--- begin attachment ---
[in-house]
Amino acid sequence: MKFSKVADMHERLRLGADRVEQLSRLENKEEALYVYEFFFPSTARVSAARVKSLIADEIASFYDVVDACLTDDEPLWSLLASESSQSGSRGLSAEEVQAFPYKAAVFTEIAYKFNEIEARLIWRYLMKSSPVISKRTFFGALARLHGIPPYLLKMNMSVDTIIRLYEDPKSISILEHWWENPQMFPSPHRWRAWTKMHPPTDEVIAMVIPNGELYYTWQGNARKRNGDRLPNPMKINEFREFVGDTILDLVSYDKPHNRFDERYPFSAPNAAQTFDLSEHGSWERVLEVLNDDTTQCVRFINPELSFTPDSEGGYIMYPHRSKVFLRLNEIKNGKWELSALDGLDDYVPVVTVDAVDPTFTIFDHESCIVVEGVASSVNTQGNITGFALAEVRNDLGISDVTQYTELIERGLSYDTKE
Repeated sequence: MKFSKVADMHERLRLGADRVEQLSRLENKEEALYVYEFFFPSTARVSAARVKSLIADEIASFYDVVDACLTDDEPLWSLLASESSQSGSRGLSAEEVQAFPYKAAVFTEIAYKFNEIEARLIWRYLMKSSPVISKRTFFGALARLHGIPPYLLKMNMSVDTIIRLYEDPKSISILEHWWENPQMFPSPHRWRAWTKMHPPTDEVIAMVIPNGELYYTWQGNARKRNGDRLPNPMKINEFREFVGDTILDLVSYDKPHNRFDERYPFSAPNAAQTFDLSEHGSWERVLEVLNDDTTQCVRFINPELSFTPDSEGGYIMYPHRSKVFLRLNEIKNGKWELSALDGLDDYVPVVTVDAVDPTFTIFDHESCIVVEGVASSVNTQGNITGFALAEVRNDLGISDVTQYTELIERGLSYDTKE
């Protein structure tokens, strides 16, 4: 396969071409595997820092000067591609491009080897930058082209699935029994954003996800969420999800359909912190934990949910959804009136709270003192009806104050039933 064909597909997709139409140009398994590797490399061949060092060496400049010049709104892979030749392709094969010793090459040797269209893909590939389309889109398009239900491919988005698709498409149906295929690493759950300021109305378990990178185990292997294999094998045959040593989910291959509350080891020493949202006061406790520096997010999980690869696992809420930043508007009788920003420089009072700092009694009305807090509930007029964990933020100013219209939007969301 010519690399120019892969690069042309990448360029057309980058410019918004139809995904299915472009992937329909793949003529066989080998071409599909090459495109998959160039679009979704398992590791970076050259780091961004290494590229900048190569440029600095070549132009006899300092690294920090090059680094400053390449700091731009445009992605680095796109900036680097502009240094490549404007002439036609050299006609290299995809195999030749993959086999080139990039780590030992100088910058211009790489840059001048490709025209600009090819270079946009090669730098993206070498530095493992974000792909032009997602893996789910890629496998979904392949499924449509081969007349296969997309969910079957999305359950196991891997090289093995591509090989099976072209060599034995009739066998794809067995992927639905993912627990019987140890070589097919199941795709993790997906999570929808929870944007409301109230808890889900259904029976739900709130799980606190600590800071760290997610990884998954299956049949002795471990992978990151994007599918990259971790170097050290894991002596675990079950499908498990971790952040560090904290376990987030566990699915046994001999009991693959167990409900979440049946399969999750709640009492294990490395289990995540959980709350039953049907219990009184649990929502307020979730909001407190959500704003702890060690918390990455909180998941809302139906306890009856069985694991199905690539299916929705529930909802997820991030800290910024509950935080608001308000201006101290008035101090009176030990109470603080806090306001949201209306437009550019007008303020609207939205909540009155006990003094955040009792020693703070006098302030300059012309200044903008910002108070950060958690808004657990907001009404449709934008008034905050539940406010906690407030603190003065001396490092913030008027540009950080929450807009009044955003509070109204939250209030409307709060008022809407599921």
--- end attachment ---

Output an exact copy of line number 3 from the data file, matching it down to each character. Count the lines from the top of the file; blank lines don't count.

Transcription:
Repeated sequence: MKFSKVADMHERLRLGADRVEQLSRLENKEEALYVYEFFFPSTARVSAARVKSLIADEIASFYDVVDACLTDDEPLWSLLASESSQSGSRGLSAEEVQAFPYKAAVFTEIAYKFNEIEARLIWRYLMKSSPVISKRTFFGALARLHGIPPYLLKMNMSVDTIIRLYEDPKSISILEHWWENPQMFPSPHRWRAWTKMHPPTDEVIAMVIPNGELYYTWQGNARKRNGDRLPNPMKINEFREFVGDTILDLVSYDKPHNRFDERYPFSAPNAAQTFDLSEHGSWERVLEVLNDDTTQCVRFINPELSFTPDSEGGYIMYPHRSKVFLRLNEIKNGKWELSALDGLDDYVPVVTVDAVDPTFTIFDHESCIVVEGVASSVNTQGNITGFALAEVRNDLGISDVTQYTELIERGLSYDTKE